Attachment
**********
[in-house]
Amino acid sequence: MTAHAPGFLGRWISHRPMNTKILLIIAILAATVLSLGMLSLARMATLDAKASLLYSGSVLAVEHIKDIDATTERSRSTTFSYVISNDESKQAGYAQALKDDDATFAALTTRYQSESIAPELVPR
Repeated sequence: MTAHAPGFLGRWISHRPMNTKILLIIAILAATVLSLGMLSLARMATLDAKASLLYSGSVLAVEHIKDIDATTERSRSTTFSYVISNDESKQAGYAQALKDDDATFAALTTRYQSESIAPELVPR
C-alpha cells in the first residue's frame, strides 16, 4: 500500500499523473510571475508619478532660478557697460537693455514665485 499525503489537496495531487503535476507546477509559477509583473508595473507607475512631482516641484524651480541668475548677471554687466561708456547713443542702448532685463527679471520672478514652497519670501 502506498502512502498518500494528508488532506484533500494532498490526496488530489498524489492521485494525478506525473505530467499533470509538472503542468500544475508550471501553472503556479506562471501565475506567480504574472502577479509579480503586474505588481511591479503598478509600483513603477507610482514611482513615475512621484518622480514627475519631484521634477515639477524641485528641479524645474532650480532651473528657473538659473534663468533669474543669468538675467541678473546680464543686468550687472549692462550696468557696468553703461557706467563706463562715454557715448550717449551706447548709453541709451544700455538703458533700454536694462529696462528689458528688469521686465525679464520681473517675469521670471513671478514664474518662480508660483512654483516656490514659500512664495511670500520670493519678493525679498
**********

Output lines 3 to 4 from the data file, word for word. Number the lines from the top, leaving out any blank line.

Repeated sequence: MTAHAPGFLGRWISHRPMNTKILLIIAILAATVLSLGMLSLARMATLDAKASLLYSGSVLAVEHIKDIDATTERSRSTTFSYVISNDESKQAGYAQALKDDDATFAALTTRYQSESIAPELVPR
C-alpha cells in the first residue's frame, strides 16, 4: 500500500499523473510571475508619478532660478557697460537693455514665485 499525503489537496495531487503535476507546477509559477509583473508595473507607475512631482516641484524651480541668475548677471554687466561708456547713443542702448532685463527679471520672478514652497519670501 502506498502512502498518500494528508488532506484533500494532498490526496488530489498524489492521485494525478506525473505530467499533470509538472503542468500544475508550471501553472503556479506562471501565475506567480504574472502577479509579480503586474505588481511591479503598478509600483513603477507610482514611482513615475512621484518622480514627475519631484521634477515639477524641485528641479524645474532650480532651473528657473538659473534663468533669474543669468538675467541678473546680464543686468550687472549692462550696468557696468553703461557706467563706463562715454557715448550717449551706447548709453541709451544700455538703458533700454536694462529696462528689458528688469521686465525679464520681473517675469521670471513671478514664474518662480508660483512654483516656490514659500512664495511670500520670493519678493525679498